Is an independent reseller a better option for smaller or independent dealers?
When it comes to reselling trade-ins, car dealers have a number of options. But while a ‘one-stop shop’ solution may seem like the cleanest and easiest way of doing business, is it the best way?
There are certainly a lot of companies who thrive in the car reseller market, with the likes of Manheim, BCA, Aston Barclay and G3 the best-known names in the UK used vehicle parc. They offer a useful and convenient service. Cars are bought and sold in bulk, they handle the collection, the sale and return the proceeds to the vendor, removing any risk of comeback and ensuring a failsafe way of making sure used stock is collected and resold quickly, which makes it a pretty straightforward process. It frees up space quickly and it allows simple accounting, and that’s why it works so well for many businesses.
But for independent dealers, or smaller main dealer franchises and dealer groups, an independent reseller can often be a better option – especially when you can develop a relationship with the buyer. It means cars don’t always have to be sold for a minimal value to get them off the books, allowing dealers to offer better part-exchange rates to customers and even get more than their stand-in value back.
If you’re not dealing with enormous values, it may make sense – especially if you can find a trustworthy source to underwrite your stock.
One such example is Andrew Puddick, a used car dealer from Southampton who buys cars in batches of between five and 20 from two dealerships in the city.
“I buy out of a couple of local dealers where I know the staff really well,” says Andrew. “As will all things, you win some and you lose some. For example, sometimes a car will be traded in because it’s uneconomical to fix and I don’t find out until it turns up, but that’s the gamble you take. Those cars are scrapped and I get the salvage value back. Those that are worth preparing and selling more than make up for it and the two dealers I work with know I’m prepared to take that risk.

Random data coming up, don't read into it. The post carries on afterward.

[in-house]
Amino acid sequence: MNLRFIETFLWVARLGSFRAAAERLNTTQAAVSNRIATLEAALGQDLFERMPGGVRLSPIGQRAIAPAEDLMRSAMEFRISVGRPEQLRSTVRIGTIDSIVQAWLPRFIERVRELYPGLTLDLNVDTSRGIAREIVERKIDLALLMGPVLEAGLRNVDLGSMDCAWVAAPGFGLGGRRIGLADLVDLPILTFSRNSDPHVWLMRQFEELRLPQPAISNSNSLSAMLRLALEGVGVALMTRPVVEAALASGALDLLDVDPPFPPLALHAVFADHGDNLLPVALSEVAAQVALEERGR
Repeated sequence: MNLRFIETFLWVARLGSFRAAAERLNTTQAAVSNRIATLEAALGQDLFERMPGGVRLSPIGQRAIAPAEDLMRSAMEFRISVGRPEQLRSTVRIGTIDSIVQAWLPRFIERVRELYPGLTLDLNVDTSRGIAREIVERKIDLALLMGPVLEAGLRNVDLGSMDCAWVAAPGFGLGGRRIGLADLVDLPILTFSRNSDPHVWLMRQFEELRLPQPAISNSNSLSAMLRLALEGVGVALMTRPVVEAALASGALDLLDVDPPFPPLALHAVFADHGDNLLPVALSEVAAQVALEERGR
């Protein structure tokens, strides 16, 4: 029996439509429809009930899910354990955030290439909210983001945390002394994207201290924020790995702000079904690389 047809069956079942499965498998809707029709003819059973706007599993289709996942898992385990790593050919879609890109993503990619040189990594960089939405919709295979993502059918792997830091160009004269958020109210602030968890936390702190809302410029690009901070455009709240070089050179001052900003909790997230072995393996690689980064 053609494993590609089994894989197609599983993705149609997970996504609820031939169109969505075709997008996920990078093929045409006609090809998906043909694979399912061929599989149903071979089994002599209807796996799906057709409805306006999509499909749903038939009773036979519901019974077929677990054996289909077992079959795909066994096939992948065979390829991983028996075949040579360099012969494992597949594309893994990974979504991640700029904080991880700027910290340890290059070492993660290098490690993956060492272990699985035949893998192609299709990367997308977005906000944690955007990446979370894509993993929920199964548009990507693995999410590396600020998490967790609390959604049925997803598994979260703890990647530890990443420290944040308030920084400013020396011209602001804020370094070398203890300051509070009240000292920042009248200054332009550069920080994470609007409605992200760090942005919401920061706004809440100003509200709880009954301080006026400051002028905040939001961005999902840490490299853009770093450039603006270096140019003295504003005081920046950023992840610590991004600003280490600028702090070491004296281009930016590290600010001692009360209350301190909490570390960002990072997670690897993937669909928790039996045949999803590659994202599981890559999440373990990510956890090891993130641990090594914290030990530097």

“They’re also not greedy. They know I have to make a living and that I’ll be doing the work to make a car saleable, so while I give them a little bit more than a big remarketing company, it’s plenty enough for me to work with. The big auction houses buy from the trade to sell to the trade so the whole equation works off trade valuations. Because I sell direct to retail, usually cars that are six to 10 years old, I have a bit more leeway in getting the prices right.”
His comments are echoed by Joe Fisher, an independent car dealer from March in Cambridgeshire, whose stock varies for seven to 12 years old. The bulk of his vehicles come from used car ‘warehouse’-style operations that sell cars under three years old.
“I started out buying and selling two or three cars at a time and was mostly dealing in older, cheaper cars,” he said. “But as I built up collateral I was able to approach a few places and have a sensible conversation about underwriting part-exes, which has led to me getting some much nicer and more profitable stock.
“I now have two regular sources who I agree to take everything from over a certain age. I know most cars will need some prep but that’s fine – it’s how I make my money. I also know there are lots of people like me who’d love to be able to source stock directly.”
The key, then, for independent franchises and high turnover sites is to find a good underwriter locally. It won’t work for everyone, but when it does, it works well for all parties.
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